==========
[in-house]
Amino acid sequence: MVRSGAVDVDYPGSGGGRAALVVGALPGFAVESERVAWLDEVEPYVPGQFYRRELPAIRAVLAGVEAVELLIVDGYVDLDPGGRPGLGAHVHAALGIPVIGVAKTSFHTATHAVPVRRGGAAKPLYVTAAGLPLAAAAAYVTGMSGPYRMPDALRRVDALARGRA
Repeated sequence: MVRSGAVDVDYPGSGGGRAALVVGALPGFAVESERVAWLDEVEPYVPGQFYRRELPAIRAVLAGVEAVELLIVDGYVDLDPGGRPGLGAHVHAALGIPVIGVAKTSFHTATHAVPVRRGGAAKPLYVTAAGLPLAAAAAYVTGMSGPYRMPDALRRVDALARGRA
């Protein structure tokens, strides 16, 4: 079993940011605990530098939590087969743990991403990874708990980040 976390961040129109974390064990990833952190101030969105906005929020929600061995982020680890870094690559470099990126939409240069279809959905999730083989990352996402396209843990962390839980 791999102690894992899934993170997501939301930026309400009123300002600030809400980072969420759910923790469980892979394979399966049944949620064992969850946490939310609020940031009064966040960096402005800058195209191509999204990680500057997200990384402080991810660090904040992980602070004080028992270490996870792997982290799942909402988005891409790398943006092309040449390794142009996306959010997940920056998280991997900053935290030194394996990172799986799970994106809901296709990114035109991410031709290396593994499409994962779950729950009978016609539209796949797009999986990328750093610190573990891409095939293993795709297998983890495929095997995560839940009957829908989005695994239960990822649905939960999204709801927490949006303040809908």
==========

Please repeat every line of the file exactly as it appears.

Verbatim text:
[in-house]
Amino acid sequence: MVRSGAVDVDYPGSGGGRAALVVGALPGFAVESERVAWLDEVEPYVPGQFYRRELPAIRAVLAGVEAVELLIVDGYVDLDPGGRPGLGAHVHAALGIPVIGVAKTSFHTATHAVPVRRGGAAKPLYVTAAGLPLAAAAAYVTGMSGPYRMPDALRRVDALARGRA
Repeated sequence: MVRSGAVDVDYPGSGGGRAALVVGALPGFAVESERVAWLDEVEPYVPGQFYRRELPAIRAVLAGVEAVELLIVDGYVDLDPGGRPGLGAHVHAALGIPVIGVAKTSFHTATHAVPVRRGGAAKPLYVTAAGLPLAAAAAYVTGMSGPYRMPDALRRVDALARGRA
């Protein structure tokens, strides 16, 4: 079993940011605990530098939590087969743990991403990874708990980040 976390961040129109974390064990990833952190101030969105906005929020929600061995982020680890870094690559470099990126939409240069279809959905999730083989990352996402396209843990962390839980 791999102690894992899934993170997501939301930026309400009123300002600030809400980072969420759910923790469980892979394979399966049944949620064992969850946490939310609020940031009064966040960096402005800058195209191509999204990680500057997200990384402080991810660090904040992980602070004080028992270490996870792997982290799942909402988005891409790398943006092309040449390794142009996306959010997940920056998280991997900053935290030194394996990172799986799970994106809901296709990114035109991410031709290396593994499409994962779950729950009978016609539209796949797009999986990328750093610190573990891409095939293993795709297998983890495929095997995560839940009957829908989005695994239960990822649905939960999204709801927490949006303040809908």